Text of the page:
Posts Tagged ‘Don Quixote Pas de Deux’

Carlos Acosta and Friends – London Coliseum

April 10, 2008

Tonight was the long-anticipated “Carlos Acosta and Friends” show at the London Coliseum I bought tickets for, er, two or more months back. Since I’ve moved here, I’ve become quite a fan of this dancer. The show I saw him in two autumns ago blew me away; I felt as if I were in the presence of a Barishnikov, of one of the true legends of dance. The way he lands his jumps, the angle his body takes in the air, his attentive partnering, his stage presence … he leaves me breathless. It’s just hard to believe dance can be this good.

The show was very equally focused on Mr. Acosta and the various members of Danza Contemporanea de Cuba. It opened with Alicia Alonzo’s staging of Petipa’s “Don Quixote Pas de Deux,” with Yolanda Correa. Whew – what a dancer she was! When he held her up on pointe – her other leg extended behind her, one arm gracefully above her, the opposite hand in his – and then let her go, it was like she was pinned to the floor, like seeing a hummingbird poised in the air in front of a flower. Acosta was also amazing – he did a leap that I thought was physiologically impossible – something about how he threw his back and his leg just made me think he couldn’t possibly do that and then land on his feet, and yet he did, and then repeated it. I can’t really even describe the jump, it didn’t seem like how a human being could move and my brain couldn’t process it. Anyway, even though I frequently find these old-time ballet duets cheesy, with two such brilliant performers it was all fireworks and left the audience roaring. And God, can Acosta spin! I’m surprised the floor didn’t catch on fire.

Next up were two contemporary pieces featuring the Cuban company. The first one, George Cespedes’ “La Ecuación,” didn’t initially seem very promising. Four dancers walked, one by one, onto a silent stage on which was a wire cube, about 10 feet high; each dancer paused in the cube and did some kind of … well, it seemed like horrible mime, and as the audience members coughed loudly I couldn’t help but feel they were passing some kind of judgment on the piece.

But then the music came on and the lights flashed to color and the cube became all their was of the stage, and suddenly we were watching what seemed to me very much like an insane Capoeira demonstration. It was all about stylized street fighting, the three women and the man bouncing off each other, in twos, in threes, dancing all four, ganging up two on one, flipping each other over their arms, while this driving Cuban drum music made me want to get up and dance. I caught that Alena Leon and Sorgalim Villarrutia were in this piece, and two other dancers whose names I’m not sure of (the program didn’t make it clear which of four possibilities were on each night), and LOVED their commitment and energy. Every second they were on stage they were completely “there,” completely engaged with each other if they were partnering, and their bodies moved like magic. It was really energizing, even in our crap seats in the second balcony. Shockingly, the dancers ended the piece as if they still had a little more in them – hard to believe, really!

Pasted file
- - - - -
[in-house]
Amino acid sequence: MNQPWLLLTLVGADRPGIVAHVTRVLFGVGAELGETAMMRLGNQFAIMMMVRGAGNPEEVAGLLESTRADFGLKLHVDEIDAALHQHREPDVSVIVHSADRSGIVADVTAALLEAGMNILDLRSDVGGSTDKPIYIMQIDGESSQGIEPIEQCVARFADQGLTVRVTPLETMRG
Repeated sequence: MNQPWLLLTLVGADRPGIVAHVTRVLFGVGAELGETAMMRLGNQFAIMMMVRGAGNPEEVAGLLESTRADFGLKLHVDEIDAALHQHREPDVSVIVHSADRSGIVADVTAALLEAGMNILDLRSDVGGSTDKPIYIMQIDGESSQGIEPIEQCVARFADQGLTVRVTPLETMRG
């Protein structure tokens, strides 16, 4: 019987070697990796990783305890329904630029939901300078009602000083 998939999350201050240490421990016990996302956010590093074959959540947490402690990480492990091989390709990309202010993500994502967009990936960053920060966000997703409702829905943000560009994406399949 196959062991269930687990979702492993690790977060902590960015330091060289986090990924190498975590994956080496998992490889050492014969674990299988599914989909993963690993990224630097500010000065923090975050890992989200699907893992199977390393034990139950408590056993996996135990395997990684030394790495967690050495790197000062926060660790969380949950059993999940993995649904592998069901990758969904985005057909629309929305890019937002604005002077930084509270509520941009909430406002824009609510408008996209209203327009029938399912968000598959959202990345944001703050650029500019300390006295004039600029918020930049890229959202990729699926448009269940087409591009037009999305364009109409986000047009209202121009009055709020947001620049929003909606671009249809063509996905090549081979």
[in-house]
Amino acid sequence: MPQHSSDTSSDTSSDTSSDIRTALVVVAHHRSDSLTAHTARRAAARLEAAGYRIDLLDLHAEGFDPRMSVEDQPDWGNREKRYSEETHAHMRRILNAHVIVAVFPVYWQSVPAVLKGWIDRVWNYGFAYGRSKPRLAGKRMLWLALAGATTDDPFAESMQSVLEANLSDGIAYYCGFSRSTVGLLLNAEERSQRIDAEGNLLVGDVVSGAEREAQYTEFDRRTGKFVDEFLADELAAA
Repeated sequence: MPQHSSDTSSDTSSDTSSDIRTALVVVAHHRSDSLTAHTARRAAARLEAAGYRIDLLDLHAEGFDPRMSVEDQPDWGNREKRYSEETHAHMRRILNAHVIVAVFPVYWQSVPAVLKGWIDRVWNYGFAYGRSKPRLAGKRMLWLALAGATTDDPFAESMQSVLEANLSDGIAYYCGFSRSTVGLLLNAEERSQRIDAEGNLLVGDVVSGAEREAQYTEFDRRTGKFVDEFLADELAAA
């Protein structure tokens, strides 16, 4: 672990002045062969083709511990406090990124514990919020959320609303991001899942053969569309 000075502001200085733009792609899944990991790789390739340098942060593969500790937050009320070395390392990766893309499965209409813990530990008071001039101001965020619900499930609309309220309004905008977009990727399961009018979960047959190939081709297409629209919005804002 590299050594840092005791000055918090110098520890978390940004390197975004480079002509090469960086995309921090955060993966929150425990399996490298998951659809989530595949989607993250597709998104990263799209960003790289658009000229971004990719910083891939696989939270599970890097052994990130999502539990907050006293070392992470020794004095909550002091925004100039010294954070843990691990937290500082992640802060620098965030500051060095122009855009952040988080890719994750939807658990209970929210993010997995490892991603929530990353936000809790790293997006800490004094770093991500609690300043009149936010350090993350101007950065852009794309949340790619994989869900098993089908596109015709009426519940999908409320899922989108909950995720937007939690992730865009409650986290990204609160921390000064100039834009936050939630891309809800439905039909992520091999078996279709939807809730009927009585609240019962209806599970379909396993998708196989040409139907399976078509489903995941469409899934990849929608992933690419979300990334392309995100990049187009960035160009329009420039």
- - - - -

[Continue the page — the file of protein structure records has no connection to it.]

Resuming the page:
The third piece, “El Peso de Una Isla” (also by Cespedes) started out with a smoke covered stage that the various members of the 14 or so strong company slithering out and then doing backflips or something on stage. I didn’t know what to think – were they zombies? Were they vampires? Was this suddenly going to turn into “Thriller?” What it did turn into was a pretty big group thing with a lot of couple work, a lot of spinning on knees, falling onto backs and then knees, men pushing women around, women catching men and yanking them … and it all just seemed to take a little too long.

The final piece, “Tocororo Suite,” had a live Cuban band and the entire Danza ensemble. It’s about Carlos discovering … I don’t know, he needs to leave ballet behind and learn the moves of his country? It didn’t really seem to have much of a plot, but there was very fine Cuban dancing, Carlos got to show off a bit, and the music was great. I fear Mr. Acosta doesn’t really have great chops as a choreographer, but … one can hope this will change over time, as at 35 the word on the street is he’s passed his peak. That said, I’m going to make it my mission to see everything he’s in in the next year so I can take advantage of him while he’s around.

Overall, it was a good evening – not brilliant like the Sadler’s Wells production I saw some 18 months ago, but fun with great dance and wonderful music. I would recommend it, though tickets are VERY steep – best to go if you love Acosta or Cuban music/dance (or, like me, both).